lac

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lac, resinous exudation from the bodies of females of a species of scale insect (Tachardia lacca), from which shellac is prepared. India is the chief source of shellac, although some is obtained from other areas in Southeast Asia. The insects feed on the sap of the twigs of certain tropical trees, some of which are cultivated for this purpose. The resinous secretion hardens upon exposure to air and forms a protective incrustation around the female and young, which are thus held fast to the twigs. The twigs are scraped to remove the incrustation; this crude lac material is known as stick lac. If the stick lac is crushed, the wood splinters and other foreign materials removed, and the red coloring matter produced by the insects dissolved out, the residue when dried is seed lac. Seed lac is melted, filtered, and stretched into thin sheets, which are broken into flakes when cool. Orange-colored shellac is made from these flakes by dissolving them in alcohol. White shellac is made from bleached lac.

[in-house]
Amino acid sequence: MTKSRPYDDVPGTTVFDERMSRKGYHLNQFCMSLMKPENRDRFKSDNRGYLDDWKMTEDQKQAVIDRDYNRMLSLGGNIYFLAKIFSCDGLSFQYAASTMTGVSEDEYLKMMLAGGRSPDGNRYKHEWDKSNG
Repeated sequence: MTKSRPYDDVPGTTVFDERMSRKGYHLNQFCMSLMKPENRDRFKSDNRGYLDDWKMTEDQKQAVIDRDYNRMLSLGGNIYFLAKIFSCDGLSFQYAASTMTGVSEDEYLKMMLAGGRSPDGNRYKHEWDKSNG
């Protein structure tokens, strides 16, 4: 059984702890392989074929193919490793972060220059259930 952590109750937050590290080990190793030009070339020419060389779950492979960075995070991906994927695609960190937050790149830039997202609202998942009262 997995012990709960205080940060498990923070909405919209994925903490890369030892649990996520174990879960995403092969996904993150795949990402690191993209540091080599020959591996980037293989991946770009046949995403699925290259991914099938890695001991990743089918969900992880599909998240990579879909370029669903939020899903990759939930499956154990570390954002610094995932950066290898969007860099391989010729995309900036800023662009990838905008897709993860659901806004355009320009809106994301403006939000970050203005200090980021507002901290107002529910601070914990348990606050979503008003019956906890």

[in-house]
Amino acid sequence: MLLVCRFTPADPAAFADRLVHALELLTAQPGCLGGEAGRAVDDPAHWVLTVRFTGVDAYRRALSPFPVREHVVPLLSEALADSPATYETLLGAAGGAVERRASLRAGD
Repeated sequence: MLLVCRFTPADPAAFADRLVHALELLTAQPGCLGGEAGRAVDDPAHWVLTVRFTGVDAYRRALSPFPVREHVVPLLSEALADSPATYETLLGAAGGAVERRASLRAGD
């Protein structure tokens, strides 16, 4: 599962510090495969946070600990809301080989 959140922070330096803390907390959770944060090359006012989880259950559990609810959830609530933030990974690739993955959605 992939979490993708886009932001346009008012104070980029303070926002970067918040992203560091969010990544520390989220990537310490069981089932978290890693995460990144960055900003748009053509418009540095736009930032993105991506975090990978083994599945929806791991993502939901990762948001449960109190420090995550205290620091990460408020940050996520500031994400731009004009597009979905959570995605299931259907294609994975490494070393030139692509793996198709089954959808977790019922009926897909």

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lac dark-red resin, red dye. XVI (lack(e), lacca).—(through Du. lak, F. laque, or Sp., Pg. laca, It. lacca) Hind. lākh :- Prakrit lakkhā- :- Skr. lāk⋅āc. Cf. LAKE2. SHELLAC.

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lac Name of an insect and the sticky substance it secretes and deposits onto twigs; the deposit is harvested in Asia for use in shellac and red lac dye. Species Laccifer lacca.

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Lac

a great number; specifically, 100,000.

Examples: lac of islands, 1881; of pagodas, 1692; of rupees, 1613; of years, 1613.